4. The smartduino “secret sauce” is the bus structure. The concept is not new – this goes back decades to the dawn of digital electrons. I did a similar design about 2 years ago for the company I was working for. Examples: S100, PC104, PC104+, PCI, ISA, …

    4a. The bus connectors are not proprietary – I don’t have the part number, but octoparts will pull up all world-wide suppliers. I know Digikey and Mouser carry them – I have seen them in the catalog.

    4b. This is a really cool bus structure, both electrically and physically. Wow, what a lot of work! I am really impressed – and sad I just learned of it instead of when I had the $200 for the full support!

    4c. There are some comments about “well, they didn’t leave me anything to do”. Then don’t use this stuff.

    4d. There are also comments about not using it in a product. If I had to make 10 units, and used 5 of their boards, I would do it in a heartbeat. At a minimum, it would allow me to concentrate on the system, deliver it to the customer, then refine it with the customer.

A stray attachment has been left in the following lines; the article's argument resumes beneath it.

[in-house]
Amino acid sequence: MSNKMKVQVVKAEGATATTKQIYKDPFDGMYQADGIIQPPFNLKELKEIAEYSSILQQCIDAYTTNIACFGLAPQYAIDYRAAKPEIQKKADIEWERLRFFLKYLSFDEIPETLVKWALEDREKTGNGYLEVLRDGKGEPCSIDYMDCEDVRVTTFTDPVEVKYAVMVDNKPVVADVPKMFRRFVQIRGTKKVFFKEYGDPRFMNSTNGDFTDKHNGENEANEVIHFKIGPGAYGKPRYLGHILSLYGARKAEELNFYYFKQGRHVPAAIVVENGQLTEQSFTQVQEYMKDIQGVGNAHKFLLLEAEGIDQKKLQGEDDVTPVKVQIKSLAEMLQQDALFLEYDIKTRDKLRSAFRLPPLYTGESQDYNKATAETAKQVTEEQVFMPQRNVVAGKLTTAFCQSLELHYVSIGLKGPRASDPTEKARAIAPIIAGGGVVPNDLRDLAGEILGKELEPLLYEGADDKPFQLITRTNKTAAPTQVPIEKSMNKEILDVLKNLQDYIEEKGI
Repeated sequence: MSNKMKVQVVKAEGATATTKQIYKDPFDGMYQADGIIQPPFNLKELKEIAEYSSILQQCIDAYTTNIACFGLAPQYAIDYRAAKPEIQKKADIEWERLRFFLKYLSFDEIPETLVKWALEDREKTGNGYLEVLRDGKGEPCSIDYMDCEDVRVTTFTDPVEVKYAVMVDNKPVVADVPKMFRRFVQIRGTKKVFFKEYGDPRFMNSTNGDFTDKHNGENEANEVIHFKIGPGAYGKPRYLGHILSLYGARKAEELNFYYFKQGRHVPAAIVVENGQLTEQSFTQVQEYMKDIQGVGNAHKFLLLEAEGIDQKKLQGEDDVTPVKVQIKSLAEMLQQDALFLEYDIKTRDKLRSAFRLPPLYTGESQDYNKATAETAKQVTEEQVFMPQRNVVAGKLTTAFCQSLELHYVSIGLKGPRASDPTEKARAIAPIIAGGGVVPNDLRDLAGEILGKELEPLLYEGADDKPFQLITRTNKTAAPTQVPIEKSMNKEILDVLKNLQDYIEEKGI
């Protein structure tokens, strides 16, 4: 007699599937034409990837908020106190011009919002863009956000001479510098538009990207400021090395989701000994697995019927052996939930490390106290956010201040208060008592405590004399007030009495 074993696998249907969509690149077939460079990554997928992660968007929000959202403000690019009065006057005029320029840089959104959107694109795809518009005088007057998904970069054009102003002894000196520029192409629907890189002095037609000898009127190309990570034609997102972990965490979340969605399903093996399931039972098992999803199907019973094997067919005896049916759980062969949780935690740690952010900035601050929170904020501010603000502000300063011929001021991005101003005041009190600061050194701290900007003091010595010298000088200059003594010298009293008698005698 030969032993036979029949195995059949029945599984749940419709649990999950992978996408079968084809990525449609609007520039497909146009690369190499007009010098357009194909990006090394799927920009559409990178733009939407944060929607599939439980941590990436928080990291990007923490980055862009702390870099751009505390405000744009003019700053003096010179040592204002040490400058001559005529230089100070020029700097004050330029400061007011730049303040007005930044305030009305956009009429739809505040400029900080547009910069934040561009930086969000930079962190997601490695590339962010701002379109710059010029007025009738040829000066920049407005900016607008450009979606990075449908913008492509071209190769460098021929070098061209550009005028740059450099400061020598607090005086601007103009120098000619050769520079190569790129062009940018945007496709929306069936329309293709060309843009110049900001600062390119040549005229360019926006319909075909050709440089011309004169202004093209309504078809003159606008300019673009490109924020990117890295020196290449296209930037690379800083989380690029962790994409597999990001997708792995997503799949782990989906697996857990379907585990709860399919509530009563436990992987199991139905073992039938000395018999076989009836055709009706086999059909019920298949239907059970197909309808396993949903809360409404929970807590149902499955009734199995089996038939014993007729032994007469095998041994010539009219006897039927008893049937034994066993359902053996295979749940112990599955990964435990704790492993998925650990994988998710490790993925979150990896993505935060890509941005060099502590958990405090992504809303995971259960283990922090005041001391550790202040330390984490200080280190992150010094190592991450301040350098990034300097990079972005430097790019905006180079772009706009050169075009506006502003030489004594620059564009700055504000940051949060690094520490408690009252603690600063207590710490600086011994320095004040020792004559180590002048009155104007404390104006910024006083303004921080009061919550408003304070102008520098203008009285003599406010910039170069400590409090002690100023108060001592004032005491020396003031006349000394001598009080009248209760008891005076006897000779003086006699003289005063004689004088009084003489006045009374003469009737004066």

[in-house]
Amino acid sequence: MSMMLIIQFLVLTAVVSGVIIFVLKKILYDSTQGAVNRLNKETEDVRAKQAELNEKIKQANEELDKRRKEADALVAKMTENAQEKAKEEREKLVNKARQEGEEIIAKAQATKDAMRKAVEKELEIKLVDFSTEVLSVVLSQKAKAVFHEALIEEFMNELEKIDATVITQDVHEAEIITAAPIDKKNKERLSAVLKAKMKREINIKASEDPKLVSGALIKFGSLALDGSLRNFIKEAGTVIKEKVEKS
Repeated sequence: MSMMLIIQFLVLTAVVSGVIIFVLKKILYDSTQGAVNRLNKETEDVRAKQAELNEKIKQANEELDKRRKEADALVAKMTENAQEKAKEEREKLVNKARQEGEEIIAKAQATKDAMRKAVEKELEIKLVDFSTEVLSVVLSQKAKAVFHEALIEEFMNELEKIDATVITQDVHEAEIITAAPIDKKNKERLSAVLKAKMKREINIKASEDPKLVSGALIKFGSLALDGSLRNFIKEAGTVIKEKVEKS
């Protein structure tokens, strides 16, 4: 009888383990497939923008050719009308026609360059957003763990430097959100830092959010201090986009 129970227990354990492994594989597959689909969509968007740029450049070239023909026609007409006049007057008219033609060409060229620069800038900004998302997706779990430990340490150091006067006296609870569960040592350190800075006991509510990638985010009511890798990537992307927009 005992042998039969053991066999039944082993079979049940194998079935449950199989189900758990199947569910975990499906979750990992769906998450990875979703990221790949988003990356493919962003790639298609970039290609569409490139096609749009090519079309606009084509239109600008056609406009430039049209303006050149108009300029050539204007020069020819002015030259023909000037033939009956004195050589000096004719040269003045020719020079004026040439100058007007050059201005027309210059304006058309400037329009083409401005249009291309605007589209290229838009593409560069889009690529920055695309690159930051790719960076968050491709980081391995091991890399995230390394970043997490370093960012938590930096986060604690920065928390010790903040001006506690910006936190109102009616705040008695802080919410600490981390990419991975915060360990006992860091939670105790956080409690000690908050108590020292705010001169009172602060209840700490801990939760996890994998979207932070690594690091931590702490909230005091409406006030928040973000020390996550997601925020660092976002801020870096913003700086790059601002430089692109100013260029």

5. What drama! Blood shed! Lawyers! Flame Wars! Oh, my.
    From what I can see, just reading the various sites and posts, is Dimitri having some text that was ambiguous (but cleared up in the FAQ), Massimo being frustrated with Kickstarter, then getting bull-headed instead of pawning it off on his CEO.
    Dimitri tried several times to directly talk to Massimo, but Massimo got his CEO and lawyers involved. Dimitri at this stage becomes fairly frustrated, and I cannot really blame him.

    6. I am really sad about the vitriol of some of the posts. If you know one of these trolls, please dope-slap them for being retarded. My gosh.

    All in all, this has really gotten out of hand. I suggest the way to solve it is one of the two traditional Italian ways. Since dueling is right out, Dimitri and Massimo should get roaring drunk together, kiss and make up, and go back to doing what they both do well, which is doing Great Things!